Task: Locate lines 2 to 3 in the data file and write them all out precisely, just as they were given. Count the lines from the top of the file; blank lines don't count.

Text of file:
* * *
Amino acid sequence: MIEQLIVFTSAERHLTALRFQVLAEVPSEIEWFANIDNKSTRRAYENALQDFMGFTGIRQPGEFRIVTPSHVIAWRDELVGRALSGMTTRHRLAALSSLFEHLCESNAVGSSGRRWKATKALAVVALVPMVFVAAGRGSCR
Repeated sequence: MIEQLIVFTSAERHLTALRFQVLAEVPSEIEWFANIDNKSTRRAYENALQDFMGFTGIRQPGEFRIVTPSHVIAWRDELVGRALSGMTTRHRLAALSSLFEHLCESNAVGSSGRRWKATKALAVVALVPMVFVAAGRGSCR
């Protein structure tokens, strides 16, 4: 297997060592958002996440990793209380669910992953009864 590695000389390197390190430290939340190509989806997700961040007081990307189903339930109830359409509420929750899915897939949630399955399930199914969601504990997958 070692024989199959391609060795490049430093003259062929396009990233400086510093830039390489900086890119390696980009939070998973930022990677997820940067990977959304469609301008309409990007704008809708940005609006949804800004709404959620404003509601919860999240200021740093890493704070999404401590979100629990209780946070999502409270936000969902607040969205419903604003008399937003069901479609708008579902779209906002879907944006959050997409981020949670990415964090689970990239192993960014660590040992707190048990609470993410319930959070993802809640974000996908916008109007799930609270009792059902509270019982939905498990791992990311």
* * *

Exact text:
Repeated sequence: MIEQLIVFTSAERHLTALRFQVLAEVPSEIEWFANIDNKSTRRAYENALQDFMGFTGIRQPGEFRIVTPSHVIAWRDELVGRALSGMTTRHRLAALSSLFEHLCESNAVGSSGRRWKATKALAVVALVPMVFVAAGRGSCR
């Protein structure tokens, strides 16, 4: 297997060592958002996440990793209380669910992953009864 590695000389390197390190430290939340190509989806997700961040007081990307189903339930109830359409509420929750899915897939949630399955399930199914969601504990997958 070692024989199959391609060795490049430093003259062929396009990233400086510093830039390489900086890119390696980009939070998973930022990677997820940067990977959304469609301008309409990007704008809708940005609006949804800004709404959620404003509601919860999240200021740093890493704070999404401590979100629990209780946070999502409270936000969902607040969205419903604003008399937003069901479609708008579902779209906002879907944006959050997409981020949670990415964090689970990239192993960014660590040992707190048990609470993410319930959070993802809640974000996908916008109007799930609270009792059902509270019982939905498990791992990311």